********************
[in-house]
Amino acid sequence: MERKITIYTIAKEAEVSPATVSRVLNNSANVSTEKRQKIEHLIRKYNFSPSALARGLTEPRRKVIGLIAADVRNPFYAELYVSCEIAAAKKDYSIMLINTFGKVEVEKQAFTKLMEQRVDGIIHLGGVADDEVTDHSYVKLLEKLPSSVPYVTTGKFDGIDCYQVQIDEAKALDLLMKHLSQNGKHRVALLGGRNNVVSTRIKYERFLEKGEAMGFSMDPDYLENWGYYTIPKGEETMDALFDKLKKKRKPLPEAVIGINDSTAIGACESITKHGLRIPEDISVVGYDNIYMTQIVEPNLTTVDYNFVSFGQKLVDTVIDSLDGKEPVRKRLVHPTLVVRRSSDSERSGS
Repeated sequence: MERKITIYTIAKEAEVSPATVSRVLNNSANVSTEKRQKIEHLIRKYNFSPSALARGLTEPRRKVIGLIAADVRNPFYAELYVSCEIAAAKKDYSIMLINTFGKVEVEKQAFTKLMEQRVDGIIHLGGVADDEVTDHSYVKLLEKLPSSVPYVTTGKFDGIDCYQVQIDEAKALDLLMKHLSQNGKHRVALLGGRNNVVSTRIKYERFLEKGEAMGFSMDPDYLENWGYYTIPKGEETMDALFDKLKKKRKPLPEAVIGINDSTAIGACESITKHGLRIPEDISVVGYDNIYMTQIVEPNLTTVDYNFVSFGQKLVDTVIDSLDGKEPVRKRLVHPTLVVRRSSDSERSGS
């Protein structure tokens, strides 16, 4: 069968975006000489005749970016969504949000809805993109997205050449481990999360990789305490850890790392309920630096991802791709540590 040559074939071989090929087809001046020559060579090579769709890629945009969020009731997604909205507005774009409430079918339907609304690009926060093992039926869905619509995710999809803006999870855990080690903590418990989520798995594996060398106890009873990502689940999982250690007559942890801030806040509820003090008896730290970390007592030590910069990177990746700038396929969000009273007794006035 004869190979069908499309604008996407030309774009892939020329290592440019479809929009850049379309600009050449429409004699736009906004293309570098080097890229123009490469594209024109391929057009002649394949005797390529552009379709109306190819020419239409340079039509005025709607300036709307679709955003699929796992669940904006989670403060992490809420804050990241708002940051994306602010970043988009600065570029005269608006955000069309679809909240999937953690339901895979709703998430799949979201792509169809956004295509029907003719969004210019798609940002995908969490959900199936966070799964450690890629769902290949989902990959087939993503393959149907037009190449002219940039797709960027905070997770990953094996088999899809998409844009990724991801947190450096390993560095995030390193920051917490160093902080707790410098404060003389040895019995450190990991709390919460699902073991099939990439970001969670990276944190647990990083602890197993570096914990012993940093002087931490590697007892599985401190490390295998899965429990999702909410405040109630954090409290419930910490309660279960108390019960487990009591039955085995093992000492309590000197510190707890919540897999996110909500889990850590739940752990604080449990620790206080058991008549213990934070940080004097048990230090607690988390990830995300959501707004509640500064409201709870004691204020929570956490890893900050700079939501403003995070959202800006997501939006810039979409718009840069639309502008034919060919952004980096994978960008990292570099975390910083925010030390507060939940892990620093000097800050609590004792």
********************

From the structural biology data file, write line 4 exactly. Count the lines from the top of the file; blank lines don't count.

């Protein structure tokens, strides 16, 4: 069968975006000489005749970016969504949000809805993109997205050449481990999360990789305490850890790392309920630096991802791709540590 040559074939071989090929087809001046020559060579090579769709890629945009969020009731997604909205507005774009409430079918339907609304690009926060093992039926869905619509995710999809803006999870855990080690903590418990989520798995594996060398106890009873990502689940999982250690007559942890801030806040509820003090008896730290970390007592030590910069990177990746700038396929969000009273007794006035 004869190979069908499309604008996407030309774009892939020329290592440019479809929009850049379309600009050449429409004699736009906004293309570098080097890229123009490469594209024109391929057009002649394949005797390529552009379709109306190819020419239409340079039509005025709607300036709307679709955003699929796992669940904006989670403060992490809420804050990241708002940051994306602010970043988009600065570029005269608006955000069309679809909240999937953690339901895979709703998430799949979201792509169809956004295509029907003719969004210019798609940002995908969490959900199936966070799964450690890629769902290949989902990959087939993503393959149907037009190449002219940039797709960027905070997770990953094996088999899809998409844009990724991801947190450096390993560095995030390193920051917490160093902080707790410098404060003389040895019995450190990991709390919460699902073991099939990439970001969670990276944190647990990083602890197993570096914990012993940093002087931490590697007892599985401190490390295998899965429990999702909410405040109630954090409290419930910490309660279960108390019960487990009591039955085995093992000492309590000197510190707890919540897999996110909500889990850590739940752990604080449990620790206080058991008549213990934070940080004097048990230090607690988390990830995300959501707004509640500064409201709870004691204020929570956490890893900050700079939501403003995070959202800006997501939006810039979409718009840069639309502008034919060919952004980096994978960008990292570099975390910083925010030390507060939940892990620093000097800050609590004792």